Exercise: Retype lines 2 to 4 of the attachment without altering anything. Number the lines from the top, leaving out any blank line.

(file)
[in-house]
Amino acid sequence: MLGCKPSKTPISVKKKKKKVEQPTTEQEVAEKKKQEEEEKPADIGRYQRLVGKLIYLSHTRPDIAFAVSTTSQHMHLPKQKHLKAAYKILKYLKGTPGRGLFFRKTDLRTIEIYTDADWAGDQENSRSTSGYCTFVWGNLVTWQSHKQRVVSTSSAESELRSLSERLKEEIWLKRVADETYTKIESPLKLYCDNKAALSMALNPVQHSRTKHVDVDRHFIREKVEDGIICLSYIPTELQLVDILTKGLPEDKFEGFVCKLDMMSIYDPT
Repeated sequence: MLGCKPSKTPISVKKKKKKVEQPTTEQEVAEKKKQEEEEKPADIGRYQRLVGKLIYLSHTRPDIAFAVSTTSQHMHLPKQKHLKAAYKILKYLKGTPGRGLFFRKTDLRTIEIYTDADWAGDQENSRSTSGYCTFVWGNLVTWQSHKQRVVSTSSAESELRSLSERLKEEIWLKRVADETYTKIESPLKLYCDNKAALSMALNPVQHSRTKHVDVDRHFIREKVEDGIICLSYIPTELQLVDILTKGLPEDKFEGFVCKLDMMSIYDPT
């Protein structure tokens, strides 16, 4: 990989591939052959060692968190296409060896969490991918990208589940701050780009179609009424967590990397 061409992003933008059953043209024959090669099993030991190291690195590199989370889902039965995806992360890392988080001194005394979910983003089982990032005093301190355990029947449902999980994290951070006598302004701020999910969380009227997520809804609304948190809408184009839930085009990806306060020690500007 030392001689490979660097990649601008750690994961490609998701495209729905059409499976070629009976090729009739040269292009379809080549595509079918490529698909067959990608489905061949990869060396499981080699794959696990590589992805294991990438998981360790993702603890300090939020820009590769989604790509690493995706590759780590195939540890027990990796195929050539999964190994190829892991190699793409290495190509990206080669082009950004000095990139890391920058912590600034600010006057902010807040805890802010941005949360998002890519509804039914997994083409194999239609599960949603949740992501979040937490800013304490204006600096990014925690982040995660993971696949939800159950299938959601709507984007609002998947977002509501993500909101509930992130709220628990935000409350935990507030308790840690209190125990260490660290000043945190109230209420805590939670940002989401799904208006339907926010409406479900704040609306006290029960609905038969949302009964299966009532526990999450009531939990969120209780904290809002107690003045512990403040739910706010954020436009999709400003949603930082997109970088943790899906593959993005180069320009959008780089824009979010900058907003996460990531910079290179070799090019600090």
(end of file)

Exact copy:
Amino acid sequence: MLGCKPSKTPISVKKKKKKVEQPTTEQEVAEKKKQEEEEKPADIGRYQRLVGKLIYLSHTRPDIAFAVSTTSQHMHLPKQKHLKAAYKILKYLKGTPGRGLFFRKTDLRTIEIYTDADWAGDQENSRSTSGYCTFVWGNLVTWQSHKQRVVSTSSAESELRSLSERLKEEIWLKRVADETYTKIESPLKLYCDNKAALSMALNPVQHSRTKHVDVDRHFIREKVEDGIICLSYIPTELQLVDILTKGLPEDKFEGFVCKLDMMSIYDPT
Repeated sequence: MLGCKPSKTPISVKKKKKKVEQPTTEQEVAEKKKQEEEEKPADIGRYQRLVGKLIYLSHTRPDIAFAVSTTSQHMHLPKQKHLKAAYKILKYLKGTPGRGLFFRKTDLRTIEIYTDADWAGDQENSRSTSGYCTFVWGNLVTWQSHKQRVVSTSSAESELRSLSERLKEEIWLKRVADETYTKIESPLKLYCDNKAALSMALNPVQHSRTKHVDVDRHFIREKVEDGIICLSYIPTELQLVDILTKGLPEDKFEGFVCKLDMMSIYDPT
């Protein structure tokens, strides 16, 4: 990989591939052959060692968190296409060896969490991918990208589940701050780009179609009424967590990397 061409992003933008059953043209024959090669099993030991190291690195590199989370889902039965995806992360890392988080001194005394979910983003089982990032005093301190355990029947449902999980994290951070006598302004701020999910969380009227997520809804609304948190809408184009839930085009990806306060020690500007 030392001689490979660097990649601008750690994961490609998701495209729905059409499976070629009976090729009739040269292009379809080549595509079918490529698909067959990608489905061949990869060396499981080699794959696990590589992805294991990438998981360790993702603890300090939020820009590769989604790509690493995706590759780590195939540890027990990796195929050539999964190994190829892991190699793409290495190509990206080669082009950004000095990139890391920058912590600034600010006057902010807040805890802010941005949360998002890519509804039914997994083409194999239609599960949603949740992501979040937490800013304490204006600096990014925690982040995660993971696949939800159950299938959601709507984007609002998947977002509501993500909101509930992130709220628990935000409350935990507030308790840690209190125990260490660290000043945190109230209420805590939670940002989401799904208006339907926010409406479900704040609306006290029960609905038969949302009964299966009532526990999450009531939990969120209780904290809002107690003045512990403040739910706010954020436009999709400003949603930082997109970088943790899906593959993005180069320009959008780089824009979010900058907003996460990531910079290179070799090019600090």